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Westfield Insurance Company v. Lucio Granese


February 4, 2011


The opinion of the court was delivered by: Schiller, J.


Schiller, J. February 4, 2011

On July 2, 2008, Lucio Granese assaulted his neighbor, Anthony Genuardi, causing Genuardi serious injuries. Granese pled guilty to simple assault in July of 2009. Genuardi and his wife, Nella, subsequently sued Granese for assault and battery in the Montgomery County Court of Common Pleas. Granese tendered his defense to his insurance provider, Plaintiff Westfield Insurance Company ("Westfield"). Westfield seeks a declaratory judgment that it has no obligation to defend or indemnify Granese in connection with the state-court lawsuit. Currently before the Court is Westfield's Motion for Summary Judgment. The motion is granted for the reasons that follow.


A. Granese's Assault on Genuardi

Mr. Genuardi and Granese, next-door neighbors, have a history of "bad blood." (Pl's Mot. for Summ. J. Ex. E [Genuardi Dep.] 48-59.) On the afternoon of July 2, 2008, Genuardi had just returned from a shopping trip with his wife when he spotted Granese getting out of his vehicle. (Id. at 64-65). After the men exchanged words, Granese charged Genuardi "like a mad man." (Id. at 65.) Granese hit Genuardi in the head twice. (Id. at 65-69, 73-77.) With the first blow, Granese "knocked [Genuardi's] glasses off" and Genuardi fell down. (Id. at 77.) The second blow left Genuardi blind in his left eye. (Id. at 32.)

Granese was arrested and charged with aggravated assault, simple assault, and recklessly endangering another person. (Pl's Mot. for Summ. J. Ex. F [Criminal Compl. dated July 16, 2008].) On April 17, 2009, Granese pled guilty to the first count of simple assault and was subsequently sentenced to eighteen to twenty-four months' imprisonment. (Id. Exs. G [Guilty Plea Agreement], H [Sentencing Tr.].) At the sentencing hearing, Genuardi described the July 2, 2008 incident:

The first time he hit me, I fell down. And there is a fence where I fell, and I grabbed on to the fence and picked myself up. In the meantime, my wife came out, and she heard him hollering. She said what's going on out here. And then she said to me, where's your glasses . . . . I turned my head to answer him. I said, I don't know. And he hit me the second time. I fell down and started to get up. My wife said, don't get up. Part of your eye is coming out. I just laid there until the guys with the ambulance came. (Sentencing Tr. 6-7.)

B. The Underlying Genuardi Litigation

In June of 2009, the Genuardis filed a lawsuit against Granese in the Montgomery County Court of Common Pleas. (Pl's Mot. for Summ. J. Ex. D [Civil Compl.].) The Complaint alleges that on July 2, 2008, Granese struck Genuardi on the head without provocation. (Id. ¶¶ 3-5.) The Complaint recounts that "Anthony Genuardi has been caused to suffer serious injuries, including abrasions, contusions, shock to his nervous system, scarring, and disfigurement." (Id. ¶6.) Nella Genuardi alleges that she has incurred substantial expenses to take care of Anthony, and "has been deprived of the society, companionship, assistance, and consortium of her husband." (Id. ¶¶11-13.)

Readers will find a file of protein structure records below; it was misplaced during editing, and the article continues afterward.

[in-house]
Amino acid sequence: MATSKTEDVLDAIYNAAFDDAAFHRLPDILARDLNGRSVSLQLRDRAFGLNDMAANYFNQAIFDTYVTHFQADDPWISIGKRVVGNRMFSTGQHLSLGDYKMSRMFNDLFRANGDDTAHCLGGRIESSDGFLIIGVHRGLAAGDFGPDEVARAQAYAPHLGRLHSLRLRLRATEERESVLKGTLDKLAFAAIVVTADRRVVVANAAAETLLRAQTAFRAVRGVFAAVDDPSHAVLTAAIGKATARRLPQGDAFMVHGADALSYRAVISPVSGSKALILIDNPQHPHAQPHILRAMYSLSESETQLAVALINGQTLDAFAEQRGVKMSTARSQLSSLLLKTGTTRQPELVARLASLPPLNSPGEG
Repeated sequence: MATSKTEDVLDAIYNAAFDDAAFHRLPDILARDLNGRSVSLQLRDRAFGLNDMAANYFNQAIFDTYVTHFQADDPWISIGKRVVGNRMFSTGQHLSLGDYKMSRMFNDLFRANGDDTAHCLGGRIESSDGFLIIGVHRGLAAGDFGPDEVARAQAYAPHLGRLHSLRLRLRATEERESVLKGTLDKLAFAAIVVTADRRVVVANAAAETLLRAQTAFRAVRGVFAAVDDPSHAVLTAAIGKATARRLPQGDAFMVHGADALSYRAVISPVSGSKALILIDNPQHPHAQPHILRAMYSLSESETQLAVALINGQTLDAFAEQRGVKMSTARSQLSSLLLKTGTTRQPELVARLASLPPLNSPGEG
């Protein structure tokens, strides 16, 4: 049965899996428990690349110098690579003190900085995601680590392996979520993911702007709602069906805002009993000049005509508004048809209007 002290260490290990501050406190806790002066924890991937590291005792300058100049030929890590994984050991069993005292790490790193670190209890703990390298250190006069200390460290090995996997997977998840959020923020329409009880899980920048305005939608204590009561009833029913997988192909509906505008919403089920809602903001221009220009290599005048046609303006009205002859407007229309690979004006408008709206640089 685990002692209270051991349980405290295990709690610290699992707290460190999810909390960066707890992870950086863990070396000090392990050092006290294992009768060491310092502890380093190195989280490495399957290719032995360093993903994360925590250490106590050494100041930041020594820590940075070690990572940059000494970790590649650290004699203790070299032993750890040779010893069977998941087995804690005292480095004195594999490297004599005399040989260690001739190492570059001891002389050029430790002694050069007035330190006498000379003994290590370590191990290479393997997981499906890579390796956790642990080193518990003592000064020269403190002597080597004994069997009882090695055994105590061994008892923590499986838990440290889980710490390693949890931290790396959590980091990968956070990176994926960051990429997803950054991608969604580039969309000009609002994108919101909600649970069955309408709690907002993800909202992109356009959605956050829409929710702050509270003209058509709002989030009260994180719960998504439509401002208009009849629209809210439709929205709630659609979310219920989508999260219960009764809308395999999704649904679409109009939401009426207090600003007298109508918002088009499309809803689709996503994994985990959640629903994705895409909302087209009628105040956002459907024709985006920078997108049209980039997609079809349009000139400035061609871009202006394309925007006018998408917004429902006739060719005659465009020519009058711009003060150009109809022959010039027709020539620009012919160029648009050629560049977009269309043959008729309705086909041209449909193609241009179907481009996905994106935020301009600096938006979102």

The Civil Cover Sheet attached to the complaint indicates that the case is an "intentional tort" with the subcategory of "assault/battery." (Pl's Mot. for Summ. J. Ex. D [Civil Cover Sheet].)

C. The Westfield Insurance Policy

Westfield issued a homeowner's insurance policy to Lucio and Barbara Granese, with a policy period from April 13, 2008 to April 13, 2009. (Id. Ex. J [Homeowner's Policy Declaration Page].) The policy's personal liability section provides:

If a claim is made or a suit is brought against an insured for damages because of bodily injury or property damage caused by occurrence to which this coverage applies, we will: (1) Pay up to our limit of liabilty for the damages for which the insured is legally liable . . . and; (2) Provide a defense at our expense . . . even if the suit is groundless, false, or fraudulent. (Id. Ex. K [Insurance Policy] 18.) The policy defines "occurrence" as "an accident, including continuous or repeated exposure to substantially the same general harmful conditions, which results, during the policy period, in: (a) bodily injury; or (b) property damage." (Id. at 2.) "Bodily injury" is further defined as "bodily harm, sickness or disease, including required care, loss of services, and death or results." (Id. at 1.) The policy excludes "Expected or Intended Injure[ies]," defined as: "bodily injury or property damage which is expected or intended by an insured, even if the resulting bodily injury or property damage (a) is of a different kind, quality or degree than initially expected or intended; or (b) is sustained by a different person . . . than initially expected or intended." (Id. at 20.)


Summary judgment is appropriate when the admissible evidence fails to demonstrate a dispute of material fact and the moving party is entitled to judgment as a matter of law. Fed. R. Civ. P. 56(a); Anderson v. Liberty Lobby, Inc., 477 U.S. 242, 247-48 (1986). When the moving party does not bear the burden of persuasion at trial, it may meet its burden on summary judgment by showing that the nonmoving party's evidence is insufficient to carry its burden of persuasion. Celotex Corp. v. Catrett, 477 U.S. 317, 323-24 (1986). Thereafter, the nonmoving party demonstrates a genuine issue of material fact if sufficient evidence is provided to allow a reasonable finder of fact to find for the nonmoving party at trial. Anderson, 477 U.S. at 248. In reviewing the record, "a court must view the facts in the light most favorable to the nonmoving party and draw all inferences in that party's favor." Armbruster v. Unisys Corp., 32 F.3d 768, 777 (3d Cir. 1994). A court may not make credibility determinations or weigh the evidence in making its determination. See Reeves v. Sanderson Plumbing Prods., 530 U.S. 133, 150 (2000); see also Goodman v. Pa. Tpk. Comm'n, 293 F.3d 655, 665 (3d Cir. 2002).


A. Granese's Assault is Not a Covered "Occurrence" Under the Policy